Most Deportations Are For Nonviolent Crimes


Federal authorities say their priority is to find and remove illegal immigrants with violent criminal histories, but the stepped-up enforcement in recent years has led to the deportation of hundreds of thousands of immigrants convicted of nonviolent crimes, says a Human Rights Watch study reported by the Los Angeles Times. Nearly three-quarters of the 897,000 immigrants deported from 1997 to 2007 after serving criminal sentences were convicted of nonviolent offenses, and one-fifth were legal permanent residents, the study said.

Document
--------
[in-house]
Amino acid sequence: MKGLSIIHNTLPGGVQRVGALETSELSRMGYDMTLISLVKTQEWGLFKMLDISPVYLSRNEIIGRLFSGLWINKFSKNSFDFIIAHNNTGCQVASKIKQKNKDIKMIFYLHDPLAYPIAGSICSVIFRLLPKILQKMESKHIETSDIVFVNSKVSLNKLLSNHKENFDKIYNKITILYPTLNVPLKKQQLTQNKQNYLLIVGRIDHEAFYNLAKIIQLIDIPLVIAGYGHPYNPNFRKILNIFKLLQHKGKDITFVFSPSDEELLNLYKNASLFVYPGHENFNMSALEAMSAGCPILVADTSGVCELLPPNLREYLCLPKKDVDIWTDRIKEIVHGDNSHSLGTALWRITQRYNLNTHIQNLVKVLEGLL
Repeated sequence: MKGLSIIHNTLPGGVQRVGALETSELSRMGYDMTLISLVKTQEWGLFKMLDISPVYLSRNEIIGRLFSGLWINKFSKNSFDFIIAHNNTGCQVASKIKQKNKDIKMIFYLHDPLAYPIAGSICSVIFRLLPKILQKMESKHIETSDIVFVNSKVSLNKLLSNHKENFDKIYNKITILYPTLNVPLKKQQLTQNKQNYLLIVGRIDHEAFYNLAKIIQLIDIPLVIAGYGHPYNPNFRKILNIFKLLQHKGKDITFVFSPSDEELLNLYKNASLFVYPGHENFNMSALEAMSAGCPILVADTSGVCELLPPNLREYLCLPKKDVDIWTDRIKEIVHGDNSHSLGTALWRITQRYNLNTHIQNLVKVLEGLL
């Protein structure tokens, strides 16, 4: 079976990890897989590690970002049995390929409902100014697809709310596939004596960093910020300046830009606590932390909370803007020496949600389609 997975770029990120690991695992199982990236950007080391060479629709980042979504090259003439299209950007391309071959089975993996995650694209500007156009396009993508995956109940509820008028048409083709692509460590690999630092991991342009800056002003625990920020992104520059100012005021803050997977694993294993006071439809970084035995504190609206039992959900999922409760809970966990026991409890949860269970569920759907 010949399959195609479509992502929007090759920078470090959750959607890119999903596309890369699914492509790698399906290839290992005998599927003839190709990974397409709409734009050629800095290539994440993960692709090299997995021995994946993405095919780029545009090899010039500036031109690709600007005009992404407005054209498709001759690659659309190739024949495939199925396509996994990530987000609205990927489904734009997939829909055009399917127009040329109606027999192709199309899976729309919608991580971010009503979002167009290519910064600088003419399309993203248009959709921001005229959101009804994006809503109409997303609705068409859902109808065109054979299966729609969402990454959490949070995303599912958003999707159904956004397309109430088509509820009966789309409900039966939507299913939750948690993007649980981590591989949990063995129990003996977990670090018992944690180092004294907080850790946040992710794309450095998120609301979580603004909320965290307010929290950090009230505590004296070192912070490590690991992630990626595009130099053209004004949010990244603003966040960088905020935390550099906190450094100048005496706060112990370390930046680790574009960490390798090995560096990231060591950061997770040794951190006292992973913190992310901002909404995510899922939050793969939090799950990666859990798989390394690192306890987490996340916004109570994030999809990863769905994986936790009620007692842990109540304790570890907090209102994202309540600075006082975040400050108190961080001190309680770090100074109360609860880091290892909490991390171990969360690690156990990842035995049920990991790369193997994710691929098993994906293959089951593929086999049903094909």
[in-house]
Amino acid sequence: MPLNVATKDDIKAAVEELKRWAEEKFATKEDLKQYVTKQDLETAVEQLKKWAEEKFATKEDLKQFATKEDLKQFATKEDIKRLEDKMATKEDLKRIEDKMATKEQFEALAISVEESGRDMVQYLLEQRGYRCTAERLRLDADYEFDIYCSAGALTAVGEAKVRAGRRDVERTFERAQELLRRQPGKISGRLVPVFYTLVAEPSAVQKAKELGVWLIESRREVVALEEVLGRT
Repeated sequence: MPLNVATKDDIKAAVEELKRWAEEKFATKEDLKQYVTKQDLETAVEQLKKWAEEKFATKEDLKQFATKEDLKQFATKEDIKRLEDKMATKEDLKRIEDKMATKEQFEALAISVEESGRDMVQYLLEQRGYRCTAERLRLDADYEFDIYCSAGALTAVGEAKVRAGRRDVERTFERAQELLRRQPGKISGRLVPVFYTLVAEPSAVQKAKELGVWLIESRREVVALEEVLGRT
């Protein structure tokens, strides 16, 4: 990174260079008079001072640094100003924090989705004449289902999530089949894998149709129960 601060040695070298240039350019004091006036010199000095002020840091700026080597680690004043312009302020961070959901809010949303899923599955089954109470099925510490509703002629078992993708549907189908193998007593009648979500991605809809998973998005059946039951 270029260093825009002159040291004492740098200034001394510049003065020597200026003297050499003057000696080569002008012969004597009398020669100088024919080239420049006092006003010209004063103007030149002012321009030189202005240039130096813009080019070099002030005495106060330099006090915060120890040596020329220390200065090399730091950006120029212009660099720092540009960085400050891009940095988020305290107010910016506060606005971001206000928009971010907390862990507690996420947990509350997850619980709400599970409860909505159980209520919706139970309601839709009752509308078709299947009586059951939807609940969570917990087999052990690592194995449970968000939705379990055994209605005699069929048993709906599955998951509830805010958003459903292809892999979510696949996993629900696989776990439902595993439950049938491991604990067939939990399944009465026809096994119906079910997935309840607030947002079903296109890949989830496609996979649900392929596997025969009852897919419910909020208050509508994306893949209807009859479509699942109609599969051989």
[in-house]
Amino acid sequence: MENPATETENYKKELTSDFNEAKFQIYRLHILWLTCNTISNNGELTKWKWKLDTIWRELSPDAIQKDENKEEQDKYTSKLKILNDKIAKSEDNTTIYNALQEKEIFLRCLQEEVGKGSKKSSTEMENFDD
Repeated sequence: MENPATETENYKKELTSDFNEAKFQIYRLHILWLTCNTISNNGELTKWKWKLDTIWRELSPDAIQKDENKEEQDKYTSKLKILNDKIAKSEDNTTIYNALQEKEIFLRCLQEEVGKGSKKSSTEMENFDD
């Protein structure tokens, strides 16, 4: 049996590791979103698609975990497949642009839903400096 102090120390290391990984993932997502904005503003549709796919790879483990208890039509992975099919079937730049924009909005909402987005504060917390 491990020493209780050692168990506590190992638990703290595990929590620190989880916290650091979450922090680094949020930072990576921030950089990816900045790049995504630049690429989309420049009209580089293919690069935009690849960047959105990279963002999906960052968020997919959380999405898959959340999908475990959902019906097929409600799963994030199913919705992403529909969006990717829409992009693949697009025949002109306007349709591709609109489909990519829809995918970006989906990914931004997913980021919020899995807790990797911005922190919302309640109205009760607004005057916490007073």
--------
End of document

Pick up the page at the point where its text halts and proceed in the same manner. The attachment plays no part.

The deportations cited in the report occurred under a 1996 law that mandated the detention and deportation of all immigrants, even those who are longtime lawful residents, if they committed a crime punishable by at least one year behind bars. The law is retroactive, so immigrants are often deported because of crimes they committed before the law was written. The top reasons for deportation during the 10-year period were entering the U.S. illegally, driving while under the influence of alcohol, assault and immigration crimes, such as selling false citizenship papers. The study is based on data obtained through the Freedom of Information Act.

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